(vol. 54) The Question Mark is Janusz Muniak's first own album, released in 1978 as vol. 54 in the Polish Jazz series. At the same time, this is his only album in the series and one of the most important releases in his career. Muniak's themes are wonderfully composed, concise, succinct, highly dynamic and releasing a considerable energy potential in improvisations. The leader confidently guides his thoughts with juicy pure sound, sometimes entering the domain of free jazz, which results, however, from the natural logic of the given musical piece. As Muniak himself said once: "In music one can never do everything. You are free to choose whatever means you think are suitable but that kind of freedom has to be accompanied by a high degree of control. Otherwise there will be no music, just gibberish."

(vol. 63) Blublula is the second album in Stanisław Sojka's discography, recorded and released in 1981 as No. 63 in the Polish Jazz series. At the time of the release, Sojka was a promising 21-year-old vocalist, student of composition and arrangement at the Faculty of Jazz and Popular Music of the Academy of Music in Katowice. The album was well received and chosen as the jazz album of the year 1981. An enormous (as for a jazz record) number of 100,000 copies was issued. Sojka is accompanied by Czesław Bartkowski (percussion) and Zbigniew Wegehaupt (double bass) in the rhythm section, while Wojciech Karolak, one of the founding fathers of Polish jazz, plays the piano. So, this is the second album recorded with Karolak in this selection of six records. What is interesting, none of the albums where Karolak was the leader had been released with the Polish Jazz logo until 2006 when the error was kind of corrected as the album Easy! was issued as part of the Polish Jazz Deluxe series.



All albums from the Polish Jazz series were originally released on vinyl discs. Some of the albums have been reissued many times, some not. Some of the discs were pressed with the thought of the "friendly" people's democracies—the Soviet Union and the German Democratic Republic in mind. They were packed in the same covers as in Poland, but in the German version the back of the cover was different, i.e. there was a German (not English) translation of the essay. The albums released onto the Soviet market had fly-leaves with a track list written in the Cyrillic alphabet. Despite this, the discs were pressed in Poland.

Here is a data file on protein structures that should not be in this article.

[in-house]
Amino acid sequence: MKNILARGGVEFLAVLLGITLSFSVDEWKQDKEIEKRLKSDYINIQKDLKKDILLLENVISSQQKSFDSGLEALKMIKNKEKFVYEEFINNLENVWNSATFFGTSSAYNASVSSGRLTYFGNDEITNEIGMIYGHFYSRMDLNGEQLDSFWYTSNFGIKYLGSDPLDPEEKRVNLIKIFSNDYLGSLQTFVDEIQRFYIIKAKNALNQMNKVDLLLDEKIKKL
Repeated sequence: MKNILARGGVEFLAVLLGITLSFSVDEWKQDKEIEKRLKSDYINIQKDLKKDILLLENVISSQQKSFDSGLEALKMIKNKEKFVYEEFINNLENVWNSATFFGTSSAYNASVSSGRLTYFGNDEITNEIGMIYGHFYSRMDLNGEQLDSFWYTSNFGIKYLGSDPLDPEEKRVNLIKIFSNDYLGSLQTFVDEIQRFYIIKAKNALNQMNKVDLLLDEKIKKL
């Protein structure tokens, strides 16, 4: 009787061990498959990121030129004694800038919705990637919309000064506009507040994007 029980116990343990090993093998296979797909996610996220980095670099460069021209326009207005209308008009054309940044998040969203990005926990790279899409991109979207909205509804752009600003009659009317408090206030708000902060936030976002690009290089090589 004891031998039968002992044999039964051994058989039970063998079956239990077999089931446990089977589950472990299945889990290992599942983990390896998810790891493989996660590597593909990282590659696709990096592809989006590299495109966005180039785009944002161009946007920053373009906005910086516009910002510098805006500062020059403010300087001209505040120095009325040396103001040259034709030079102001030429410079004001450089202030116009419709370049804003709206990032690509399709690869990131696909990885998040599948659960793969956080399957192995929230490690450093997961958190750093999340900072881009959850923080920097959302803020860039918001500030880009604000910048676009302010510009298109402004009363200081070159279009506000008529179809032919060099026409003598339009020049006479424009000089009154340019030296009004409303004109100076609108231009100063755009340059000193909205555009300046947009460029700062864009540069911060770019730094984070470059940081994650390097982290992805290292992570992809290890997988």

Albums from vol. 1 to vol. 4 were issued only in monophonic versions. Subsequent ones, until the year 1973, were released both in monophonic (a rarity today) and stereophonic versions (symbols in the logo: XL and SXL, respectively). Their re-issues regarded the stereophonic versions only. After 1972, the remaining titles in the series were released as stereo recordings only (with the SX symbol in the logo).

I asked people working for Polskie Nagrania if there are separate mono and stereo masters. It appears that almost all Polish Jazz master tapes and their safety copies are stereophonic tapes. So, it seems that mono versions were created by summing two channels. An exception to the rule is the first album in the series (Warsaw Stompers) which only has a monophonic version in the archive.

The albums from this "six" were reissued earlier in digital versions on CDs. The first pieces were released already in 1989 in a series produced by Polskie Nagrania, but those were compilations presenting the works of the leading Polish jazzmen. The first whole album was released in 1997 by Power Bros Records and that was Polish Jazz Quartet (PB 00400). however, the album cover was changed and it was released as Jan "Ptaszyn" Wróblewski album entitled Polish Jazz Quartet.

The "right" re-issues, with remasters prepared by specialists from Polskie Nagrania were released only in 2004. One album was launched then—Michal Urbaniak's Group Live Recordings. The album was part of a 16-album re-edition of Polish records, distributed by the Anex company. The rest of the digital re-editions were launched in 2005 in two series. The Polish Jazz Deluxe series included Warsaw Stompers (Polskie Nagrania, PNCD 1001), Janusz Muniak Quintet (Polskie Nagrania, PNCD 1054) and Stanisław Sojka (Polskie Nagrania, PNCD 1063), while the 12-album series "Polskie Radio poleca" (Polish Radio recommends)—Polish Jazz Quartet (Polskie Radio, PRCD 531) and Andrzej Trzaskowski Quintet (Polskie Radio, PRCD 535).


The re-editions prepared by Warner Music Poland were really well-made. We know the basic facts from the previous reviews, so let me just remind you briefly that the CDs were put in excellent digipack boxes with a booklet. The way the covers  and essays were prepared, with interesting photos, is exemplary. Only the records from the "Polskie Radio poleca" box could be compared to them, although the new ones are much nicer (by the way, the layout of the "Polskie Radio poleca" series was prepared by Rafał Lachmirowicz from RLM Studio, who later prepared Savage's albums—read HERE and HERE, both reviews in Polish).